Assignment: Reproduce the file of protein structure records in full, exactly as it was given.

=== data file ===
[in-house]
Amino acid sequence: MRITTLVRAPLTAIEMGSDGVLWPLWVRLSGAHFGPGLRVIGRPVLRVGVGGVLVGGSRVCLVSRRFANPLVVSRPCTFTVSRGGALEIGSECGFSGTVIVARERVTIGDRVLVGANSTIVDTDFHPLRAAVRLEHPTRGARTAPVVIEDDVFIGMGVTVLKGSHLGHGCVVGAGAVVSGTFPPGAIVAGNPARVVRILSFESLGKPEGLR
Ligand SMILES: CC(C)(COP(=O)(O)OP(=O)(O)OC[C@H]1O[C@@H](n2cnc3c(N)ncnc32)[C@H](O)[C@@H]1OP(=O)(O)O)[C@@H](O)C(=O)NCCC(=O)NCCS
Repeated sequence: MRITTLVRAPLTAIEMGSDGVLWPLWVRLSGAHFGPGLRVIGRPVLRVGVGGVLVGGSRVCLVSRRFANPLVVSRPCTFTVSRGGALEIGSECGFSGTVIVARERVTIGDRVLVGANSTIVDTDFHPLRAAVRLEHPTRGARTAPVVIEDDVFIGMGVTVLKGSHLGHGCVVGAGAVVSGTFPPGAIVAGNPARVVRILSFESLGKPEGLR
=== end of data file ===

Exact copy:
[in-house]
Amino acid sequence: MRITTLVRAPLTAIEMGSDGVLWPLWVRLSGAHFGPGLRVIGRPVLRVGVGGVLVGGSRVCLVSRRFANPLVVSRPCTFTVSRGGALEIGSECGFSGTVIVARERVTIGDRVLVGANSTIVDTDFHPLRAAVRLEHPTRGARTAPVVIEDDVFIGMGVTVLKGSHLGHGCVVGAGAVVSGTFPPGAIVAGNPARVVRILSFESLGKPEGLR
Ligand SMILES: CC(C)(COP(=O)(O)OP(=O)(O)OC[C@H]1O[C@@H](n2cnc3c(N)ncnc32)[C@H](O)[C@@H]1OP(=O)(O)O)[C@@H](O)C(=O)NCCC(=O)NCCS
Repeated sequence: MRITTLVRAPLTAIEMGSDGVLWPLWVRLSGAHFGPGLRVIGRPVLRVGVGGVLVGGSRVCLVSRRFANPLVVSRPCTFTVSRGGALEIGSECGFSGTVIVARERVTIGDRVLVGANSTIVDTDFHPLRAAVRLEHPTRGARTAPVVIEDDVFIGMGVTVLKGSHLGHGCVVGAGAVVSGTFPPGAIVAGNPARVVRILSFESLGKPEGLR